• What, Thomas H. Benton asks, is the message of digitization — the new preferred method for preserving books? His answer: “I think the absence of books confirms the disposition to regard them as irrelevant. Many entering students come from nearly book-free homes. Many have not read a single book all the way through; they are instead trained to surf and skim.”
  • A high school teacher regrets the axing of Dead White Men’s books from reading curricula, even as she believes her students have a healthier self-identity than she (an aspiring writer who so identified with male writers that she grew up “twisted, like a tree that leans toward Saturn instead of the sun”) did.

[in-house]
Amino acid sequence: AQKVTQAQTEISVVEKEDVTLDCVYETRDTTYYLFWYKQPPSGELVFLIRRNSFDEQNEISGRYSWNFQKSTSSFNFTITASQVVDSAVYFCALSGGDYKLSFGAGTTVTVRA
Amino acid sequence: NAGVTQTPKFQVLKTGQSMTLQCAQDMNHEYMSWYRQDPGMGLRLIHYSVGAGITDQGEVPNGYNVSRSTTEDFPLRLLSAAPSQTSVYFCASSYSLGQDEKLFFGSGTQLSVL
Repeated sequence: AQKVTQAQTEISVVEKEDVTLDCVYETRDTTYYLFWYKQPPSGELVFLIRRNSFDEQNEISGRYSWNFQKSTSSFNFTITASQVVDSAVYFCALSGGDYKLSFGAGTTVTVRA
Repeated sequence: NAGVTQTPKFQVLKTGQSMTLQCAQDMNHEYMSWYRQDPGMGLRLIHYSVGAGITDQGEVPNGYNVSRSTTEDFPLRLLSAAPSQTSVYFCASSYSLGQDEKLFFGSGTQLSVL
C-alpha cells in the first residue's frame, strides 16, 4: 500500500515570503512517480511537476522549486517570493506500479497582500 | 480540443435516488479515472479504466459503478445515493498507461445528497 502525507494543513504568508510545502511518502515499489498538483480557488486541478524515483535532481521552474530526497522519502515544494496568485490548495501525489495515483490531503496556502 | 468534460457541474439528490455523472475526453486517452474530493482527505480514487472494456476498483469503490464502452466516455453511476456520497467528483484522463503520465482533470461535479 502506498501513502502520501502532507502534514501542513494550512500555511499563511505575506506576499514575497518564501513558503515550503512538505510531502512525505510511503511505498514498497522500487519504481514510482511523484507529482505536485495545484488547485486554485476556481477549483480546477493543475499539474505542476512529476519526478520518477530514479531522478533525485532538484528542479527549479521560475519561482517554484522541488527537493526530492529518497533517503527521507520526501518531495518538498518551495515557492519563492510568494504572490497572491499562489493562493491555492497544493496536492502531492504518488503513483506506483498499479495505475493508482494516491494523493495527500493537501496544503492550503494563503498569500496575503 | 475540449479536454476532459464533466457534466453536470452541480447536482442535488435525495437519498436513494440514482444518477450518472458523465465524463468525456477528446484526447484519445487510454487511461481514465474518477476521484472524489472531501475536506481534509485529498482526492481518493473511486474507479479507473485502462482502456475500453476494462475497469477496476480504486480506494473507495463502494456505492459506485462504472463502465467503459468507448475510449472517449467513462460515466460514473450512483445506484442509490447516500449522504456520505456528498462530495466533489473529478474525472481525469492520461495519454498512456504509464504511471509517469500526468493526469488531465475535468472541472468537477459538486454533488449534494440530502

• Ben Rutter reads Cormac McCarthy’s latest book and takes the author to task for trying to embrace two incompatible doctrines: “how is it possible to be a nihilist and a pessimist at once? Nothingness can’t be getting worse.”
  • Director Roman Polanski is suing Vanity Fair for claiming that he tried to seduce a woman in New York just after his late wife’s murder. Even if he wins on the merits, is it really going to enhance his reputation when the world recalls — as the trial inevitably will remind them — that he once admitted to having sex with a 13-year-old girl? (Transcript of girl’s testimony here.)
  • Forthcoming from the BBC: “a new version of the Charles Dickens classic, Bleak House, will be churned out like a ‘modern-day soap, with half-hour, twice-weekly episodes that end on a cliffhanger’, starring Gillian Anderson, Charles Dance and Alistair McGowan.”


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